If you are coming here via HuffPo, welcome! This piece is linked because it provides a partial origin story to my anxiety. If this doesn’t quite resonate, feel free to check out “Confessions of an Almost-Abuser” as it more directly addresses PTSD and its source. If you are looking for something more positive, check out “She Could Love Herself. *** As the media machine shines its unrelenting spotlight into the personal life of yet one more victim, the internet scrambles to separate itself into a frenzy of individual voices, although
As expected, my public confessions of abuse resulted in an emotional barrage akin to a hurricane. The response was so swift and fierce that I was left breathless. It arrived via text message and frantic, tear-and-shallow-breath-filled phone calls. I read. I listened. I paused. Were the allegations true? Was I an emotionally unstable child in a woman’s body acting unfairly? Were my experiences the manufacture of an overactive imagination, my admissions false and vindictive? The accusations battered me. I shed my own tears, but I remembered my goals, assessed whether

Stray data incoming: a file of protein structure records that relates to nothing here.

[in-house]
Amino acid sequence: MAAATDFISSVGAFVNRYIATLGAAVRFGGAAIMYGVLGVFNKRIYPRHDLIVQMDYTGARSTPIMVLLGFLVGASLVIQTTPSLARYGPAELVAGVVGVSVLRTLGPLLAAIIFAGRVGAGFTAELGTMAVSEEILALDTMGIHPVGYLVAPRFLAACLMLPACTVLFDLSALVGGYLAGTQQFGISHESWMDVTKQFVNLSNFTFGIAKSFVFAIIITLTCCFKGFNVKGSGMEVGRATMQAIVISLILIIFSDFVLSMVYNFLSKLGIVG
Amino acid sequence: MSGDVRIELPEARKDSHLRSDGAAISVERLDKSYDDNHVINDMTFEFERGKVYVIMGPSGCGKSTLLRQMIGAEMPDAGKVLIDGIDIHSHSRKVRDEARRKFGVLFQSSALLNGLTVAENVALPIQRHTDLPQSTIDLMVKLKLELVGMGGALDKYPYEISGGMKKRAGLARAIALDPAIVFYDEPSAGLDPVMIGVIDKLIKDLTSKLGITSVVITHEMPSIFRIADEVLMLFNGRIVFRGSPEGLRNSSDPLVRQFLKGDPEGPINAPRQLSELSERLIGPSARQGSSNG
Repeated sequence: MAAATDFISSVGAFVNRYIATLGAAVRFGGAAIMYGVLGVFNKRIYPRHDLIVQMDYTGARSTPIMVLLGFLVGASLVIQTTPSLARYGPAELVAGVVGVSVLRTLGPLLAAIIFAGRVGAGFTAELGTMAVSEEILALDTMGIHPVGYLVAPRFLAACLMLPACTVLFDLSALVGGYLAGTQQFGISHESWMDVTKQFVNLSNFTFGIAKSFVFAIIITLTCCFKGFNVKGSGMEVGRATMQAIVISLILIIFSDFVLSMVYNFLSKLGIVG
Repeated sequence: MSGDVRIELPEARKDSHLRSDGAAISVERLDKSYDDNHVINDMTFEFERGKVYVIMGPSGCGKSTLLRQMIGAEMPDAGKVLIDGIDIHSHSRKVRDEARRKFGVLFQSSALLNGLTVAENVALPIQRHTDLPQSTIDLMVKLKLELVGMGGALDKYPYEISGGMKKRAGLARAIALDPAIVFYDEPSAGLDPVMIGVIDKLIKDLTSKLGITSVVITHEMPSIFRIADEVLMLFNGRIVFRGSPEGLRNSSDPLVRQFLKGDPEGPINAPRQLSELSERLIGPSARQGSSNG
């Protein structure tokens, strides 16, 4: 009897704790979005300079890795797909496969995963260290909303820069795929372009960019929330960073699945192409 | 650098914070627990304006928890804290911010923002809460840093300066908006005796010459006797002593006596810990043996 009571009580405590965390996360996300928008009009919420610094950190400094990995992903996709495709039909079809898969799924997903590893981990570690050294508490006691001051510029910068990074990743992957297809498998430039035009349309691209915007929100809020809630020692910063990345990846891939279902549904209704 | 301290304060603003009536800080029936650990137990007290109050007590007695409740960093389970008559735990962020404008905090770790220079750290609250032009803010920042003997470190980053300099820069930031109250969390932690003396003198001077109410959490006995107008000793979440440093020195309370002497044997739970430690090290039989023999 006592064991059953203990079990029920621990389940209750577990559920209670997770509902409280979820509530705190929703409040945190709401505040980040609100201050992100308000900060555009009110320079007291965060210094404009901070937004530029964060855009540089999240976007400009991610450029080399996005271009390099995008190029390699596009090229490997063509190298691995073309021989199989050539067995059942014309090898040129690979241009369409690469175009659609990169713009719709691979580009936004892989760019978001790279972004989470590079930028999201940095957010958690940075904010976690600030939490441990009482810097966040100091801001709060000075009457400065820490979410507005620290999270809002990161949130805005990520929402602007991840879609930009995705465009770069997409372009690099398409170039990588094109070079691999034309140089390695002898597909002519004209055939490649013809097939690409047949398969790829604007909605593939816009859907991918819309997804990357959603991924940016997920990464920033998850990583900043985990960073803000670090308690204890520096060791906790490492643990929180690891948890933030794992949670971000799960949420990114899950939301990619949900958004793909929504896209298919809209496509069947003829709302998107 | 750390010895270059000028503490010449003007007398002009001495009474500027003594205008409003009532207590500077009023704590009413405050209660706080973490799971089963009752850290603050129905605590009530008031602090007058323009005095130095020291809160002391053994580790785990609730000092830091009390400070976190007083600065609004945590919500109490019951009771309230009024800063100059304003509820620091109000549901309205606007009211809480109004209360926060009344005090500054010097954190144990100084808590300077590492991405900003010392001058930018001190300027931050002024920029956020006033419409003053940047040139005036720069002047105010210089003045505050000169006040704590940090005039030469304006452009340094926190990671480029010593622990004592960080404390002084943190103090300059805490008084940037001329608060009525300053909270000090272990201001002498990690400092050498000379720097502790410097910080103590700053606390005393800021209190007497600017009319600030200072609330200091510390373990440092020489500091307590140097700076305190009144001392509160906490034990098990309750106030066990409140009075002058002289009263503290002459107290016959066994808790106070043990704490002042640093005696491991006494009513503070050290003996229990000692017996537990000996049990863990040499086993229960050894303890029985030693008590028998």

I was recently at a friend’s baby blessing. She was two weeks from delivery. Her face bore the signs of fatigue and anxiety. She wanted to know if I had any advice for her. She didn’t know what she would do, she said, when the baby was born. Aside from her husband, her family was far away. In her home country, the village raises the child. Extended family is present to help out. She was feeling the distance of her loved ones, and the ache of treading in foreign lands,
I was in a conversation the other day in which a friend was mentioned. She is in poor general health, struggling with chronic fatigue and a host of other pain issues. I was speaking with her mother, asking after her and expressing a wish for ease in her life. Her mother said, “I don’t know why she has these problems. Her father and I don’t have any of them.” Okay. I can roll with that. But I know this person fairly well. Enough to love her. And I know she
It took me ten years to work up the courage to write about my childhood. In that time, I explored every field except nonfiction, earning an MFA in Creative Writing (Fiction) with a thesis my husband describes as “stories in which girls don’t act quite the way they should”. Fiction was a safety net-a space where I could address my sexual, physical and emotional fears without honestly admitting to them. During workshops of my short stories, I often felt personally attacked as my writing was critiqued. While my peers were
The Letter No One Wrote My Mother was well shared. It had and continues to have international readership. Several of the people it has reached (with your help, thank you!) have contacted me to say that Fact Seven resonates with them. Fact Seven: I am an almost-abuser. I choose every day not to abuse my child. Becoming a parent is terrifying for any number of reasons. For many of us, those fears center around 1) losing ourselves or 2) our child getting hurt. Fact Seven is a combination of those fears.